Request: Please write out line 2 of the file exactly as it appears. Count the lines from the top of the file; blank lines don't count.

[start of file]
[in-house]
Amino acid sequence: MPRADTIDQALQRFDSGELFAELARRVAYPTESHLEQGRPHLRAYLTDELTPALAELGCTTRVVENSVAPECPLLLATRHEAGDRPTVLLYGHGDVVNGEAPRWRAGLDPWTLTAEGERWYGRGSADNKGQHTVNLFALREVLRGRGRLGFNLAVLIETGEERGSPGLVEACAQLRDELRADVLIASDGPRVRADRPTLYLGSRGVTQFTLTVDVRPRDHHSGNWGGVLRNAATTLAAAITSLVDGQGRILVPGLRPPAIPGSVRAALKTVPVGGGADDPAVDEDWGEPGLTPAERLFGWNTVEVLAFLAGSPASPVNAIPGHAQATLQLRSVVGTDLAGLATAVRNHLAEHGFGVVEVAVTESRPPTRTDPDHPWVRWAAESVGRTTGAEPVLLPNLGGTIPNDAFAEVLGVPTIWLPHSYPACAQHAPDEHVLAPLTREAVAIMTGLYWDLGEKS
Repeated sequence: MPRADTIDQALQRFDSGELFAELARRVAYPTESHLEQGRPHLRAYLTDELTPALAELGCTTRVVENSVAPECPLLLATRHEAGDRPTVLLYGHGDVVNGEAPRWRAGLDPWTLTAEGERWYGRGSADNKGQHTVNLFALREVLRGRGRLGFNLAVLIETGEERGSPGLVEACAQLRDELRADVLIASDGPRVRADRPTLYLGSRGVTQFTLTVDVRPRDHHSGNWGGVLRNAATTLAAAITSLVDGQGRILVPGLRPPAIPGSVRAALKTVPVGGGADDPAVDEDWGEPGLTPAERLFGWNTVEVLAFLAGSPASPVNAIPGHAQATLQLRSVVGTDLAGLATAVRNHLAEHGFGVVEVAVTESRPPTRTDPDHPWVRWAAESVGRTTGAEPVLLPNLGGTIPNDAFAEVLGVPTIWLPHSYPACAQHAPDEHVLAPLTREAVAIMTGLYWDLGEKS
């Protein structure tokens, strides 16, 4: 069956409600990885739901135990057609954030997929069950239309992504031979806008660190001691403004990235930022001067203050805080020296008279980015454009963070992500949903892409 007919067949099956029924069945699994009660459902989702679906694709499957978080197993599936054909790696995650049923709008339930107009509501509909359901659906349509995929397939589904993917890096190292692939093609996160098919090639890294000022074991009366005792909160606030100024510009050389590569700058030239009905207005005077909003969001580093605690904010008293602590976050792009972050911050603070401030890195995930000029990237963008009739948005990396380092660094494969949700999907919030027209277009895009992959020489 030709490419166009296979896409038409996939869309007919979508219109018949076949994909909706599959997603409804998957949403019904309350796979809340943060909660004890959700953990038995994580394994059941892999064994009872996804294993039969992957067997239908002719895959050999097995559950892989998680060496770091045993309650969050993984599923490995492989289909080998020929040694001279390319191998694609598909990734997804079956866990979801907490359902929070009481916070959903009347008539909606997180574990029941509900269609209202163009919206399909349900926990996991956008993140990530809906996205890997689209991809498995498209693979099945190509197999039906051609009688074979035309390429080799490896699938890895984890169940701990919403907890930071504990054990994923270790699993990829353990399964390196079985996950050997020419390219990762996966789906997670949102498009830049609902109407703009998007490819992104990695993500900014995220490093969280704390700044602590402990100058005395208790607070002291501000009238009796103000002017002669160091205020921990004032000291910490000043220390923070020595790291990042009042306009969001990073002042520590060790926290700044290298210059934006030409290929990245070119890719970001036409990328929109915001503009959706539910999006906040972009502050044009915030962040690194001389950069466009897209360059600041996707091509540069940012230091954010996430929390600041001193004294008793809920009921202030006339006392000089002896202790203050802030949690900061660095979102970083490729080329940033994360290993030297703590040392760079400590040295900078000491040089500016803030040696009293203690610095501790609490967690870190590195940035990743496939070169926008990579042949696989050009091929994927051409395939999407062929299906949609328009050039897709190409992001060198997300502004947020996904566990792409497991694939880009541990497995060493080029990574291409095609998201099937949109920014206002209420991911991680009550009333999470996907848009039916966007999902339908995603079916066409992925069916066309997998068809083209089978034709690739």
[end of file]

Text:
Amino acid sequence: MPRADTIDQALQRFDSGELFAELARRVAYPTESHLEQGRPHLRAYLTDELTPALAELGCTTRVVENSVAPECPLLLATRHEAGDRPTVLLYGHGDVVNGEAPRWRAGLDPWTLTAEGERWYGRGSADNKGQHTVNLFALREVLRGRGRLGFNLAVLIETGEERGSPGLVEACAQLRDELRADVLIASDGPRVRADRPTLYLGSRGVTQFTLTVDVRPRDHHSGNWGGVLRNAATTLAAAITSLVDGQGRILVPGLRPPAIPGSVRAALKTVPVGGGADDPAVDEDWGEPGLTPAERLFGWNTVEVLAFLAGSPASPVNAIPGHAQATLQLRSVVGTDLAGLATAVRNHLAEHGFGVVEVAVTESRPPTRTDPDHPWVRWAAESVGRTTGAEPVLLPNLGGTIPNDAFAEVLGVPTIWLPHSYPACAQHAPDEHVLAPLTREAVAIMTGLYWDLGEKS